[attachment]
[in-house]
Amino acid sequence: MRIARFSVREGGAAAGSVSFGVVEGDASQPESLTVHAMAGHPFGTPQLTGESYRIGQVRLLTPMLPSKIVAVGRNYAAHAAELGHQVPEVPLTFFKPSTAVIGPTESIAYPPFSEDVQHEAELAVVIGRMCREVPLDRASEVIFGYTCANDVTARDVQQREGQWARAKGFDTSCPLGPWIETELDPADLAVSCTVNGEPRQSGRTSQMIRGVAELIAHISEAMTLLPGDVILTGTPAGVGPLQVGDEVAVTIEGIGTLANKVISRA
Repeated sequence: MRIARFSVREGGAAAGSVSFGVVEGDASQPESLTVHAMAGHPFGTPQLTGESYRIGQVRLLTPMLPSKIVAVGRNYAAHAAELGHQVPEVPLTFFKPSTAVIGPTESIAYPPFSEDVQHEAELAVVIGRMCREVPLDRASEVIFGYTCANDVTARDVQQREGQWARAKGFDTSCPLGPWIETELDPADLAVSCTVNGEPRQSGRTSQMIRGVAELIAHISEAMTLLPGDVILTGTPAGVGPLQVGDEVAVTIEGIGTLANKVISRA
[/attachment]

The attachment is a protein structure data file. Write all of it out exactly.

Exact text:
[in-house]
Amino acid sequence: MRIARFSVREGGAAAGSVSFGVVEGDASQPESLTVHAMAGHPFGTPQLTGESYRIGQVRLLTPMLPSKIVAVGRNYAAHAAELGHQVPEVPLTFFKPSTAVIGPTESIAYPPFSEDVQHEAELAVVIGRMCREVPLDRASEVIFGYTCANDVTARDVQQREGQWARAKGFDTSCPLGPWIETELDPADLAVSCTVNGEPRQSGRTSQMIRGVAELIAHISEAMTLLPGDVILTGTPAGVGPLQVGDEVAVTIEGIGTLANKVISRA
Repeated sequence: MRIARFSVREGGAAAGSVSFGVVEGDASQPESLTVHAMAGHPFGTPQLTGESYRIGQVRLLTPMLPSKIVAVGRNYAAHAAELGHQVPEVPLTFFKPSTAVIGPTESIAYPPFSEDVQHEAELAVVIGRMCREVPLDRASEVIFGYTCANDVTARDVQQREGQWARAKGFDTSCPLGPWIETELDPADLAVSCTVNGEPRQSGRTSQMIRGVAELIAHISEAMTLLPGDVILTGTPAGVGPLQVGDEVAVTIEGIGTLANKVISRA